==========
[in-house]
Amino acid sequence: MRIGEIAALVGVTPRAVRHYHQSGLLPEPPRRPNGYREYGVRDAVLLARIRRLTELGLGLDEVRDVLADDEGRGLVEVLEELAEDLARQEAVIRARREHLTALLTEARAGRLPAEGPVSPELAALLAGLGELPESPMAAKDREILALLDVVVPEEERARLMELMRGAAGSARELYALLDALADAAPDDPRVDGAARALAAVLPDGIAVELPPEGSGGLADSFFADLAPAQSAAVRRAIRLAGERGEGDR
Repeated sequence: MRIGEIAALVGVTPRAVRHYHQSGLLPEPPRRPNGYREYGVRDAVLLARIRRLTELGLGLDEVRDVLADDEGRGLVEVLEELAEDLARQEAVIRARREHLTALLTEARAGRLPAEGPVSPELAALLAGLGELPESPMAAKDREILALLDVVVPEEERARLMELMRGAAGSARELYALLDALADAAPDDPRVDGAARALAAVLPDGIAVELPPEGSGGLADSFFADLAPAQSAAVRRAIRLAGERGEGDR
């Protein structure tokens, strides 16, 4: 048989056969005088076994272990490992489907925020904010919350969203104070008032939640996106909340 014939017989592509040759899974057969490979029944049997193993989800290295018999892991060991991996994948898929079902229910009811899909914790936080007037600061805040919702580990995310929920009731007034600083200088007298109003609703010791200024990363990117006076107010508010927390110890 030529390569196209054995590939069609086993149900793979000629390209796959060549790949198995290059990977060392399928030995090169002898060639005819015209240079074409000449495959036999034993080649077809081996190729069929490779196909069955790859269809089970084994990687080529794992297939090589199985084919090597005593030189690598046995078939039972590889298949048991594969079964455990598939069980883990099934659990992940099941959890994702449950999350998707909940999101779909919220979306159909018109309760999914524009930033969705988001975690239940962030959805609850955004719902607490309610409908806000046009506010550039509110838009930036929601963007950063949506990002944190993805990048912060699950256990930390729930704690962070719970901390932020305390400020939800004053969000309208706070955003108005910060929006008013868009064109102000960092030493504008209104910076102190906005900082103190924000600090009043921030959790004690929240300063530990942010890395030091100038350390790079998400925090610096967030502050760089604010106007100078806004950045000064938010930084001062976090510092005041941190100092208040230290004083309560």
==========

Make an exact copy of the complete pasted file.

[in-house]
Amino acid sequence: MRIGEIAALVGVTPRAVRHYHQSGLLPEPPRRPNGYREYGVRDAVLLARIRRLTELGLGLDEVRDVLADDEGRGLVEVLEELAEDLARQEAVIRARREHLTALLTEARAGRLPAEGPVSPELAALLAGLGELPESPMAAKDREILALLDVVVPEEERARLMELMRGAAGSARELYALLDALADAAPDDPRVDGAARALAAVLPDGIAVELPPEGSGGLADSFFADLAPAQSAAVRRAIRLAGERGEGDR
Repeated sequence: MRIGEIAALVGVTPRAVRHYHQSGLLPEPPRRPNGYREYGVRDAVLLARIRRLTELGLGLDEVRDVLADDEGRGLVEVLEELAEDLARQEAVIRARREHLTALLTEARAGRLPAEGPVSPELAALLAGLGELPESPMAAKDREILALLDVVVPEEERARLMELMRGAAGSARELYALLDALADAAPDDPRVDGAARALAAVLPDGIAVELPPEGSGGLADSFFADLAPAQSAAVRRAIRLAGERGEGDR
């Protein structure tokens, strides 16, 4: 048989056969005088076994272990490992489907925020904010919350969203104070008032939640996106909340 014939017989592509040759899974057969490979029944049997193993989800290295018999892991060991991996994948898929079902229910009811899909914790936080007037600061805040919702580990995310929920009731007034600083200088007298109003609703010791200024990363990117006076107010508010927390110890 030529390569196209054995590939069609086993149900793979000629390209796959060549790949198995290059990977060392399928030995090169002898060639005819015209240079074409000449495959036999034993080649077809081996190729069929490779196909069955790859269809089970084994990687080529794992297939090589199985084919090597005593030189690598046995078939039972590889298949048991594969079964455990598939069980883990099934659990992940099941959890994702449950999350998707909940999101779909919220979306159909018109309760999914524009930033969705988001975690239940962030959805609850955004719902607490309610409908806000046009506010550039509110838009930036929601963007950063949506990002944190993805990048912060699950256990930390729930704690962070719970901390932020305390400020939800004053969000309208706070955003108005910060929006008013868009064109102000960092030493504008209104910076102190906005900082103190924000600090009043921030959790004690929240300063530990942010890395030091100038350390790079998400925090610096967030502050760089604010106007100078806004950045000064938010930084001062976090510092005041941190100092208040230290004083309560």